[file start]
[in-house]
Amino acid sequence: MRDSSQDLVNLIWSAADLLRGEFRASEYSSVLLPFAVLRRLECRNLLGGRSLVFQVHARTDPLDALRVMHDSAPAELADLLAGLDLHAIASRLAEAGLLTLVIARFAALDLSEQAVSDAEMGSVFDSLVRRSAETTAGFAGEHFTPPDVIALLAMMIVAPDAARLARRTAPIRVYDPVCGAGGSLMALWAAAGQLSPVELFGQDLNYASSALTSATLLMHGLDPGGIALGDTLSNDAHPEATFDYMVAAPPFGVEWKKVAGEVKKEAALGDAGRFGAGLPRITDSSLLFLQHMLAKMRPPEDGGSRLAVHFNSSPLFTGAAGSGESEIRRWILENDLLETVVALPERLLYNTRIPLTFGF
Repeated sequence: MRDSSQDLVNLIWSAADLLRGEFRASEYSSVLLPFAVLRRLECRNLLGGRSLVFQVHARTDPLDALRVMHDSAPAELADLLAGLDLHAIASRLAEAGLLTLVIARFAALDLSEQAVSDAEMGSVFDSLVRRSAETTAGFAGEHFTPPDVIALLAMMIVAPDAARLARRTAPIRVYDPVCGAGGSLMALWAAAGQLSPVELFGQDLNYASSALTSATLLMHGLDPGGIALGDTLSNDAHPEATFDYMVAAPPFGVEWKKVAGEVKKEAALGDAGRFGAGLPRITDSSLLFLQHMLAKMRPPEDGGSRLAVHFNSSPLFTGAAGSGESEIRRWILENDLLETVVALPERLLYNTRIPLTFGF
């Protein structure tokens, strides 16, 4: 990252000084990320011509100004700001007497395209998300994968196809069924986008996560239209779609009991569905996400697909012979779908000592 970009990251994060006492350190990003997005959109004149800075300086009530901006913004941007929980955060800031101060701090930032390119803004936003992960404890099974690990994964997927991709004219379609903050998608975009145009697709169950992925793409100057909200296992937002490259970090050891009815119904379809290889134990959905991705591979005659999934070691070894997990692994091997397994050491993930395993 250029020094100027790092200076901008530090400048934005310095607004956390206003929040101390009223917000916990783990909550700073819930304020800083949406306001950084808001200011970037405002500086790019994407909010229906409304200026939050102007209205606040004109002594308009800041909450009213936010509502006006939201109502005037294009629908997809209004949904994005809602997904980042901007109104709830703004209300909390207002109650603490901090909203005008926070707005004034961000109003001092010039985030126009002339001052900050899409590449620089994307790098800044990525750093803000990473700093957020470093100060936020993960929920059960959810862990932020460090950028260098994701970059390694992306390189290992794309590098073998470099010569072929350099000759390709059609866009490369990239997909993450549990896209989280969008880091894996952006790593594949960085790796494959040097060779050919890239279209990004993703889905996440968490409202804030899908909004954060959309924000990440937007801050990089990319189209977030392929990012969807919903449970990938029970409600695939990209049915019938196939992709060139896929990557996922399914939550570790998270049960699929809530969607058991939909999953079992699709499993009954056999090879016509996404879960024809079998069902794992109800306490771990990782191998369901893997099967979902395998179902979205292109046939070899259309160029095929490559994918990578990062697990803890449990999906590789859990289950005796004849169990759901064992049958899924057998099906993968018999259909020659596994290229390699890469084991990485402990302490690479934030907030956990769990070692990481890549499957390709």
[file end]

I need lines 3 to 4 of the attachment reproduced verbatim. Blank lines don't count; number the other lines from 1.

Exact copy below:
Repeated sequence: MRDSSQDLVNLIWSAADLLRGEFRASEYSSVLLPFAVLRRLECRNLLGGRSLVFQVHARTDPLDALRVMHDSAPAELADLLAGLDLHAIASRLAEAGLLTLVIARFAALDLSEQAVSDAEMGSVFDSLVRRSAETTAGFAGEHFTPPDVIALLAMMIVAPDAARLARRTAPIRVYDPVCGAGGSLMALWAAAGQLSPVELFGQDLNYASSALTSATLLMHGLDPGGIALGDTLSNDAHPEATFDYMVAAPPFGVEWKKVAGEVKKEAALGDAGRFGAGLPRITDSSLLFLQHMLAKMRPPEDGGSRLAVHFNSSPLFTGAAGSGESEIRRWILENDLLETVVALPERLLYNTRIPLTFGF
């Protein structure tokens, strides 16, 4: 990252000084990320011509100004700001007497395209998300994968196809069924986008996560239209779609009991569905996400697909012979779908000592 970009990251994060006492350190990003997005959109004149800075300086009530901006913004941007929980955060800031101060701090930032390119803004936003992960404890099974690990994964997927991709004219379609903050998608975009145009697709169950992925793409100057909200296992937002490259970090050891009815119904379809290889134990959905991705591979005659999934070691070894997990692994091997397994050491993930395993 250029020094100027790092200076901008530090400048934005310095607004956390206003929040101390009223917000916990783990909550700073819930304020800083949406306001950084808001200011970037405002500086790019994407909010229906409304200026939050102007209205606040004109002594308009800041909450009213936010509502006006939201109502005037294009629908997809209004949904994005809602997904980042901007109104709830703004209300909390207002109650603490901090909203005008926070707005004034961000109003001092010039985030126009002339001052900050899409590449620089994307790098800044990525750093803000990473700093957020470093100060936020993960929920059960959810862990932020460090950028260098994701970059390694992306390189290992794309590098073998470099010569072929350099000759390709059609866009490369990239997909993450549990896209989280969008880091894996952006790593594949960085790796494959040097060779050919890239279209990004993703889905996440968490409202804030899908909004954060959309924000990440937007801050990089990319189209977030392929990012969807919903449970990938029970409600695939990209049915019938196939992709060139896929990557996922399914939550570790998270049960699929809530969607058991939909999953079992699709499993009954056999090879016509996404879960024809079998069902794992109800306490771990990782191998369901893997099967979902395998179902979205292109046939070899259309160029095929490559994918990578990062697990803890449990999906590789859990289950005796004849169990759901064992049958899924057998099906993968018999259909020659596994290229390699890469084991990485402990302490690479934030907030956990769990070692990481890549499957390709």